A full-length α-amylase gene (amySL3; GenBank Accession No. MH763825) of 1,455 bp was successfully cloned from Alkalibacterium sp. SL3. amySL3 encodes a polypeptide of 484 amino acid residues with a calculated mass of 56.6 kDa and a theoretical isoelectric point of 4.56. No signal peptide was predicted by the SignalP. The deduced amino acid sequence of amySL3 has the highest identities with putative α-amylases from Alkalibacterium: 98% with A. pelagium (WP_091479515.1), 97% with A. thalassium (WP_091267104.1), 93% with A. olivapovliticus (WP_106194330.1), 83% with A. putridalgicola (WP_091487088.1), 83% with Alkalibacterium sp. AK22 (WP_034301409.1), and 82% with A. gilvum (WP_091633519.1), but shares low sequence identities (33– 53%) with functionally characterized α-amylases from Bacillus amyloliquefaciens [20] and other halophilic α-amylases (Table 2). Deduced AmySL3 belongs to GH family 13, containing four highly conserved regions [2] and three putative catalytic residues, Asp233, Glu253, and Asp330, which form the catalytic triad (Fig. 1).

Table 2 . Enzymatic characteristics and amino acid compositions of AmySL3 and other halophilic or halotolerant counterparts..

EnzymeMicrobial sourceCharacteristicTopt (°C)pHoptNaClopt (M)Specific activity (U mg-1)aKm (mg ml-1)Vmax (μmol mg-1 min-1)kcat (s-1)Asp+Glu (%)Lys+Arg (%)Hydrophobic amino acids (%)bReference
AmySL3Alkalibacterium sp. SL3Halophilic457.55.0313.93.6527.5497.720.78.930.0This study
AmyHhHaloarcula hispanicaHalophilic507.54.0----16.56.132.9[25]
AmyHjHaloarcula japonicaHalophilic456.52.624---18.37.535.1[39]
AmyNNatronococcus sp. Ah-36Halophilic558.72.516025--24.25.432.8[38]
AmyEcEscherichia coli JM109Halophilic557.02.010904.390982517.08.135.4[40]
AmyKvKocuria variansHalophilic--2.0273---16.93.833.7[21]
AmyHtHaloterrigena turkmenicaHalophilic558.52.079.8---18.26.131.0[33]
AmyHmHalomonas meridianaHalophilic377.01.7----12.55.534.8[41]
AmyZpZunongwangia profundaHalotolerant357.01.5275.82.7287.7316.515.59.828.6[27]
AmyPPseudoalteromonas sp. M175Halotolerant258.01.0337.92.50.125-13.38.434.4[29]
AmyHoHalothermothrix oreniiHalotolerant657.50.922.3---14.510.831.8[42]
AmyPhAlteromonas haloplanctis A23Halotolerant257.00.5----10.56.131.9[43]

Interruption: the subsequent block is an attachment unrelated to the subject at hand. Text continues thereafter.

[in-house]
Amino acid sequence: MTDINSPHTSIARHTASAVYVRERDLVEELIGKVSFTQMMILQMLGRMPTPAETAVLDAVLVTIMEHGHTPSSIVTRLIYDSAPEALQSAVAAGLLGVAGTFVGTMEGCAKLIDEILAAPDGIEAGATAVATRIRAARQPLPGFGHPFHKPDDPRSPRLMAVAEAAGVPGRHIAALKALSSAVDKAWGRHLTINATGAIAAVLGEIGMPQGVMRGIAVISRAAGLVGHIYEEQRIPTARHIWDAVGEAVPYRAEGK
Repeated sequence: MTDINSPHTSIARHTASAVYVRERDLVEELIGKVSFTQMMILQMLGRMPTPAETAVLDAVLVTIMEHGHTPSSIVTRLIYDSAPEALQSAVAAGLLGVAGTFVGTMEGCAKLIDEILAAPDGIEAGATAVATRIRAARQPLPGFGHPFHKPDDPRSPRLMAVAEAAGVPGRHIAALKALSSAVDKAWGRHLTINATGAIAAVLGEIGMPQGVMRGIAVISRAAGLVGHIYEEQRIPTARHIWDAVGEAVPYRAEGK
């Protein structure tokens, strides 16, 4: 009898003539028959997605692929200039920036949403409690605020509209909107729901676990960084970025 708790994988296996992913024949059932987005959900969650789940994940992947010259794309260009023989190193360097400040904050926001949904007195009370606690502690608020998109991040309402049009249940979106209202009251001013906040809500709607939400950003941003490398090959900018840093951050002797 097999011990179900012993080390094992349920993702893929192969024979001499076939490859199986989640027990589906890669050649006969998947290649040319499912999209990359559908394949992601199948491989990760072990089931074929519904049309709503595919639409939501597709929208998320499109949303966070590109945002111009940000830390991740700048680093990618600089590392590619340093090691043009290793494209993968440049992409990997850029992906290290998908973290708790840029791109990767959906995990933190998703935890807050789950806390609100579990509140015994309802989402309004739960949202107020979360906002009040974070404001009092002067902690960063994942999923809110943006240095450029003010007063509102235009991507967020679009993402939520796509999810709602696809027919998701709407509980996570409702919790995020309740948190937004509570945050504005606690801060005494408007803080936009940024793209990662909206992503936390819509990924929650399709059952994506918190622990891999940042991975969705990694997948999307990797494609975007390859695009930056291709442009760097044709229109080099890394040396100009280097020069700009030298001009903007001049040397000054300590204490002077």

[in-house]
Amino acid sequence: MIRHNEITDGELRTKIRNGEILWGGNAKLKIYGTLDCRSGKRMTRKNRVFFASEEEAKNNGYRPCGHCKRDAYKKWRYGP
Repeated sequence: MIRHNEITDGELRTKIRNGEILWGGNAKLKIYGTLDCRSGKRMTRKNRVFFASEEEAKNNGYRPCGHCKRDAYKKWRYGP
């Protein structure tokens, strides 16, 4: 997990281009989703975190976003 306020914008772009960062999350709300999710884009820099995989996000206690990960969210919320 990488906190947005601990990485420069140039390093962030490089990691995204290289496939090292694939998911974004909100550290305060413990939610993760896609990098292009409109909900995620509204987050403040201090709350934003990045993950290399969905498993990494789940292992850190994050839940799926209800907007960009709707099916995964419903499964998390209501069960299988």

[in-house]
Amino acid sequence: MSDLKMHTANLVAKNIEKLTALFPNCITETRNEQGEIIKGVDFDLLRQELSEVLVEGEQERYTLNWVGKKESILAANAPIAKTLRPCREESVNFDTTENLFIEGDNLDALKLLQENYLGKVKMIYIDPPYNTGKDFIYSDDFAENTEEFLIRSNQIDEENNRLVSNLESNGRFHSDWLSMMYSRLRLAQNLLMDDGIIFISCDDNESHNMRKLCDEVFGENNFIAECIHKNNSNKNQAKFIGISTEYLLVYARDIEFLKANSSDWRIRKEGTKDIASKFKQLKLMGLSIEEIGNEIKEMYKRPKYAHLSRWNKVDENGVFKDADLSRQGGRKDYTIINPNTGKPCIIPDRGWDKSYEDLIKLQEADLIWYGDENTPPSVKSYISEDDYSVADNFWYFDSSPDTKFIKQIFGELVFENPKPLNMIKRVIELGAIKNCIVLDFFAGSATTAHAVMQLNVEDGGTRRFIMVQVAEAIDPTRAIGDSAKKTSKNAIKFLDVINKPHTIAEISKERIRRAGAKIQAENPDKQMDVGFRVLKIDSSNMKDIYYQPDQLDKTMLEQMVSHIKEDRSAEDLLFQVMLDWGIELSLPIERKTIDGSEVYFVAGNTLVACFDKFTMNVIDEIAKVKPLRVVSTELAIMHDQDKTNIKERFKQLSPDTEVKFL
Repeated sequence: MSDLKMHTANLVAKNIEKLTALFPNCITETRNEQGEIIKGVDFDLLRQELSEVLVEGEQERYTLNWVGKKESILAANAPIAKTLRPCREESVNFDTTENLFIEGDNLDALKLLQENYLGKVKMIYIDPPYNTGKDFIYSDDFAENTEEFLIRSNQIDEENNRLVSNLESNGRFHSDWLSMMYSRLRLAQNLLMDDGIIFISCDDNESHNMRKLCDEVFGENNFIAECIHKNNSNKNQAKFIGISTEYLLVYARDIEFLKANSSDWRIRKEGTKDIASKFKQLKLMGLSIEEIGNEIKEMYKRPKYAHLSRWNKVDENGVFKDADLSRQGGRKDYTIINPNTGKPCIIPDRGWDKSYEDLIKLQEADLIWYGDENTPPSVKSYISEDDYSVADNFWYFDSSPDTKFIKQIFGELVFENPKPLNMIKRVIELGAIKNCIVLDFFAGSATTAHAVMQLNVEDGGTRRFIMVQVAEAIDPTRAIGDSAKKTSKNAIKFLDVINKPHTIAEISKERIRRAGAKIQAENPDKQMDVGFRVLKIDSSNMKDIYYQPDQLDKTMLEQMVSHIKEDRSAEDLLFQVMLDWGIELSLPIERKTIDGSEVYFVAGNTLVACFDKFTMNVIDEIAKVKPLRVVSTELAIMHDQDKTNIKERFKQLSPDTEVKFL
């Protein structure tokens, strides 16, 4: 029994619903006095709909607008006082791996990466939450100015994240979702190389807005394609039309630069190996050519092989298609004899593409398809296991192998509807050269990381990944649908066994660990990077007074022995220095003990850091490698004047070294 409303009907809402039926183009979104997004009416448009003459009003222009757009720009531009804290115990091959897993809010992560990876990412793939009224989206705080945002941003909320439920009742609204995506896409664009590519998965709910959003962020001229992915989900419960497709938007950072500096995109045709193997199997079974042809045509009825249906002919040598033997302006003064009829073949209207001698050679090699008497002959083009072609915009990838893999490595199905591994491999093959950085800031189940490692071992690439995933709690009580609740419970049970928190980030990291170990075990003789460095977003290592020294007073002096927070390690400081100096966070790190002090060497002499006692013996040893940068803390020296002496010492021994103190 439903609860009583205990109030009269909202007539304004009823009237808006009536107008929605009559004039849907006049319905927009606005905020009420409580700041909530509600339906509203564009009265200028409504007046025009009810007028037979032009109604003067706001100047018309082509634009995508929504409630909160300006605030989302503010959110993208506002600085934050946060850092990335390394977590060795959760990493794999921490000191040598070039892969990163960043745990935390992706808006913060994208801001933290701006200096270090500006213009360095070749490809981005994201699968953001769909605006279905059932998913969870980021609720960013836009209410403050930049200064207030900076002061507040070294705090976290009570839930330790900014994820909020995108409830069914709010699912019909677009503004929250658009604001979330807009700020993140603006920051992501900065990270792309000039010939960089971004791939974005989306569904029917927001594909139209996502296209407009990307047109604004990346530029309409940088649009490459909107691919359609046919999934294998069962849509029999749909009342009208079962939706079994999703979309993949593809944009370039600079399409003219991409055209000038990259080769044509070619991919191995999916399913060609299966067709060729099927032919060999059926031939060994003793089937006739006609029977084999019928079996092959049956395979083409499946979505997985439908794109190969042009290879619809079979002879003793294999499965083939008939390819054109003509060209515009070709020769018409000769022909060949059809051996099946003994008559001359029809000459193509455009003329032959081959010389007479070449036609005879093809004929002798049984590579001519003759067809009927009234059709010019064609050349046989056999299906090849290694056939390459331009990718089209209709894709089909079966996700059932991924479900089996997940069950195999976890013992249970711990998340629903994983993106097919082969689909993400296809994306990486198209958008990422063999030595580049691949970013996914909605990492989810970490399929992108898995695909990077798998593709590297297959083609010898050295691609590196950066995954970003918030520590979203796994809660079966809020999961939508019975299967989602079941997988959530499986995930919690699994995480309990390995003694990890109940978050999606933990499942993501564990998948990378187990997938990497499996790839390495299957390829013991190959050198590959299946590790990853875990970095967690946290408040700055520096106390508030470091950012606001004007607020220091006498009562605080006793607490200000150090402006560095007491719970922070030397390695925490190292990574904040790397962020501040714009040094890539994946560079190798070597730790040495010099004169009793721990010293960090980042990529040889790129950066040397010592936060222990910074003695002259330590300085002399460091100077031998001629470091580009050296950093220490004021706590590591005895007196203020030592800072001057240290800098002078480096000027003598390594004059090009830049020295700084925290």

aThe specific activities of amylase AmyHj and AmyHt were determined using the method of iodine-starch; the specific activities of amylase AmyN and AmyKv were determined by the method of Somogyi-Nelson; the specific activities of amylase AmySL3, AmyEc, AmyZp, AmyP and AmyHo were determined by the method of DNS..

bIncluding Ala, Ile, Leu, Phe, Trp, and Val..

-, not determined.



Figure 1. Multiple sequence alignment of AmySL3 and three other GH13 α-amylases. Identical and similar amino acids are highlighted in solid black and grey, respectively. The four conserved regions (I, II, III, and IV) are boxed. The three conserved catalytic residues (Asp233, Glu253, and Asp330) are marked with triangles. Na+ or Ca2+ binding sites are marked with asterisks. The sequence name, microbial source, and GenBank accession numbers of each α-amylase are shown as follows: AmySL3, Alkalibacterium sp. SL3 (this study); AmyBH, Bacillus halmapalus (WP_078382693); AmyB707, Bacillus sp. 707 (P19571); and AmyBA, Bacillus amyloliquefaciens (WP_013352208).

The amino acid composition of AmySL3 was analyzed and compared with those of ten halophilic or halotolerant α-amylases (Table 2). AmySL3 is distinguished by high Asp+Glu content (20.7%) and low hydrophobic amino acid content (30.0%). Using 1HVX [17] as the template, homology-modeled AmySL3 has the typical (β/α)8 barrel structure of GH family 13 proteins (Figs. 2A and 2B). Surface electrostatic potential analysis indicated that most acid amino acid residues are distributed on the surface of AmySL3 (Figs. 2C and 2D).